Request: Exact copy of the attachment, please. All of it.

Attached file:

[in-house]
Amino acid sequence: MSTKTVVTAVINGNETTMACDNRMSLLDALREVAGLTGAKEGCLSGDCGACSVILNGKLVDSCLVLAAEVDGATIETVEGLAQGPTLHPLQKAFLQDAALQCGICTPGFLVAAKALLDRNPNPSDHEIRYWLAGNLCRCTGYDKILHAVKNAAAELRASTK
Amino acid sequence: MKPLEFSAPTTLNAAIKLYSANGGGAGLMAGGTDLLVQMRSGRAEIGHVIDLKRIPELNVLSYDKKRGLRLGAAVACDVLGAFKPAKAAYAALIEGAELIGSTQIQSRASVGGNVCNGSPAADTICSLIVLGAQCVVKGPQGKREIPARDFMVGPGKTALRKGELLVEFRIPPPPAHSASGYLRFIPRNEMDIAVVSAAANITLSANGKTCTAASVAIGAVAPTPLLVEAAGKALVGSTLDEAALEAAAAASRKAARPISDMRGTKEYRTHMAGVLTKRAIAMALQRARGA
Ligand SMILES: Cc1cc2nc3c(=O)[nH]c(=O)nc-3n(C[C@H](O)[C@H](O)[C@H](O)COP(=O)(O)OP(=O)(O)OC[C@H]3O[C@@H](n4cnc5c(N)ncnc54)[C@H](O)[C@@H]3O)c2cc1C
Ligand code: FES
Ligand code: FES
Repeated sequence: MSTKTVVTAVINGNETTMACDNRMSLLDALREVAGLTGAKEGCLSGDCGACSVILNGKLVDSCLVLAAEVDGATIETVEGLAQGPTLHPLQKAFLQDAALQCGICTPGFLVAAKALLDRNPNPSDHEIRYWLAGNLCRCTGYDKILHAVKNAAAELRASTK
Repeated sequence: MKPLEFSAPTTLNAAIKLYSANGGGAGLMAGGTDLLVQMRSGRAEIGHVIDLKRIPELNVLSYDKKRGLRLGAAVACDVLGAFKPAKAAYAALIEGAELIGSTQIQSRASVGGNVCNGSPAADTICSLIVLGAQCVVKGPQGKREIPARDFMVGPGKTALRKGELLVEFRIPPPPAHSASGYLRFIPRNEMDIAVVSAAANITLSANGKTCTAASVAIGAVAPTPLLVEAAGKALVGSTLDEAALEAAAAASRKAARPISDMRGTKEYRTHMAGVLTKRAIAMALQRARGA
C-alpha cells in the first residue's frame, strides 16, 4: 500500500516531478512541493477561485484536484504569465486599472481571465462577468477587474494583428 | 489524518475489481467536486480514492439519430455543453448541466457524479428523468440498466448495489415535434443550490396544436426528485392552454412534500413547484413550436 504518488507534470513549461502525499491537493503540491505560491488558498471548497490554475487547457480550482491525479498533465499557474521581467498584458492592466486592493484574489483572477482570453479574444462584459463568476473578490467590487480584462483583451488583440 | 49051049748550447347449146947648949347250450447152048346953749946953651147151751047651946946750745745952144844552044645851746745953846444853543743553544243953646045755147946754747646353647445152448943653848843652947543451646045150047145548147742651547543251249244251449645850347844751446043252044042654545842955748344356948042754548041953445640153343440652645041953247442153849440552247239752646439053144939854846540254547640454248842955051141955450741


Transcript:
[in-house]
Amino acid sequence: MSTKTVVTAVINGNETTMACDNRMSLLDALREVAGLTGAKEGCLSGDCGACSVILNGKLVDSCLVLAAEVDGATIETVEGLAQGPTLHPLQKAFLQDAALQCGICTPGFLVAAKALLDRNPNPSDHEIRYWLAGNLCRCTGYDKILHAVKNAAAELRASTK
Amino acid sequence: MKPLEFSAPTTLNAAIKLYSANGGGAGLMAGGTDLLVQMRSGRAEIGHVIDLKRIPELNVLSYDKKRGLRLGAAVACDVLGAFKPAKAAYAALIEGAELIGSTQIQSRASVGGNVCNGSPAADTICSLIVLGAQCVVKGPQGKREIPARDFMVGPGKTALRKGELLVEFRIPPPPAHSASGYLRFIPRNEMDIAVVSAAANITLSANGKTCTAASVAIGAVAPTPLLVEAAGKALVGSTLDEAALEAAAAASRKAARPISDMRGTKEYRTHMAGVLTKRAIAMALQRARGA
Ligand SMILES: Cc1cc2nc3c(=O)[nH]c(=O)nc-3n(C[C@H](O)[C@H](O)[C@H](O)COP(=O)(O)OP(=O)(O)OC[C@H]3O[C@@H](n4cnc5c(N)ncnc54)[C@H](O)[C@@H]3O)c2cc1C
Ligand code: FES
Ligand code: FES
Repeated sequence: MSTKTVVTAVINGNETTMACDNRMSLLDALREVAGLTGAKEGCLSGDCGACSVILNGKLVDSCLVLAAEVDGATIETVEGLAQGPTLHPLQKAFLQDAALQCGICTPGFLVAAKALLDRNPNPSDHEIRYWLAGNLCRCTGYDKILHAVKNAAAELRASTK
Repeated sequence: MKPLEFSAPTTLNAAIKLYSANGGGAGLMAGGTDLLVQMRSGRAEIGHVIDLKRIPELNVLSYDKKRGLRLGAAVACDVLGAFKPAKAAYAALIEGAELIGSTQIQSRASVGGNVCNGSPAADTICSLIVLGAQCVVKGPQGKREIPARDFMVGPGKTALRKGELLVEFRIPPPPAHSASGYLRFIPRNEMDIAVVSAAANITLSANGKTCTAASVAIGAVAPTPLLVEAAGKALVGSTLDEAALEAAAAASRKAARPISDMRGTKEYRTHMAGVLTKRAIAMALQRARGA
C-alpha cells in the first residue's frame, strides 16, 4: 500500500516531478512541493477561485484536484504569465486599472481571465462577468477587474494583428 | 489524518475489481467536486480514492439519430455543453448541466457524479428523468440498466448495489415535434443550490396544436426528485392552454412534500413547484413550436 504518488507534470513549461502525499491537493503540491505560491488558498471548497490554475487547457480550482491525479498533465499557474521581467498584458492592466486592493484574489483572477482570453479574444462584459463568476473578490467590487480584462483583451488583440 | 49051049748550447347449146947648949347250450447152048346953749946953651147151751047651946946750745745952144844552044645851746745953846444853543743553544243953646045755147946754747646353647445152448943653848843652947543451646045150047145548147742651547543251249244251449645850347844751446043252044042654545842955748344356948042754548041953445640153343440652645041953247442153849440552247239752646439053144939854846540254547640454248842955051141955450741